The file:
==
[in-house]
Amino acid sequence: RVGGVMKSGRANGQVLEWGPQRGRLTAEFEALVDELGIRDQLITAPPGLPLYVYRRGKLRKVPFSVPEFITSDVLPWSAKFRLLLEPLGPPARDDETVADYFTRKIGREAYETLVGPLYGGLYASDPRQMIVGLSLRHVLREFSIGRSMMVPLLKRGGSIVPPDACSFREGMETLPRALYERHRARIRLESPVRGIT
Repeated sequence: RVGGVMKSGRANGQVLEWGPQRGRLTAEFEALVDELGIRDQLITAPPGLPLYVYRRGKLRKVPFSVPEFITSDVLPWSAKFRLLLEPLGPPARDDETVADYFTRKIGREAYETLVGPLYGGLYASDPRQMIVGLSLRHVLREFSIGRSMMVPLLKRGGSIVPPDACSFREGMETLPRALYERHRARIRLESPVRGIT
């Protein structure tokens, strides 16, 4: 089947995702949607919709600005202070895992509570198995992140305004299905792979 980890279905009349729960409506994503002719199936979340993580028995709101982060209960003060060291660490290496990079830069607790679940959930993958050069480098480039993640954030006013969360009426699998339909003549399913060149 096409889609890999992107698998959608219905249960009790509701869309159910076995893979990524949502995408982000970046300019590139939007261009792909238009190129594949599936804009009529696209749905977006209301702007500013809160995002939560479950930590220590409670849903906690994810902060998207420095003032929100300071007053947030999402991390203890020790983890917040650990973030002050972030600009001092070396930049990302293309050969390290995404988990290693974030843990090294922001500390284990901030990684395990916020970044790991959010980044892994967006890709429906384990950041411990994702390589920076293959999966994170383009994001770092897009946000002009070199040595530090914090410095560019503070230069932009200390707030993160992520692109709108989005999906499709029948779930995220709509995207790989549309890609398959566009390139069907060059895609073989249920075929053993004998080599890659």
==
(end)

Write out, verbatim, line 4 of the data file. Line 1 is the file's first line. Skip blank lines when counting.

């Protein structure tokens, strides 16, 4: 089947995702949607919709600005202070895992509570198995992140305004299905792979 980890279905009349729960409506994503002719199936979340993580028995709101982060209960003060060291660490290496990079830069607790679940959930993958050069480098480039993640954030006013969360009426699998339909003549399913060149 096409889609890999992107698998959608219905249960009790509701869309159910076995893979990524949502995408982000970046300019590139939007261009792909238009190129594949599936804009009529696209749905977006209301702007500013809160995002939560479950930590220590409670849903906690994810902060998207420095003032929100300071007053947030999402991390203890020790983890917040650990973030002050972030600009001092070396930049990302293309050969390290995404988990290693974030843990090294922001500390284990901030990684395990916020970044790991959010980044892994967006890709429906384990950041411990994702390589920076293959999966994170383009994001770092897009946000002009070199040595530090914090410095560019503070230069932009200390707030993160992520692109709108989005999906499709029948779930995220709509995207790989549309890609398959566009390139069907060059895609073989249920075929053993004998080599890659």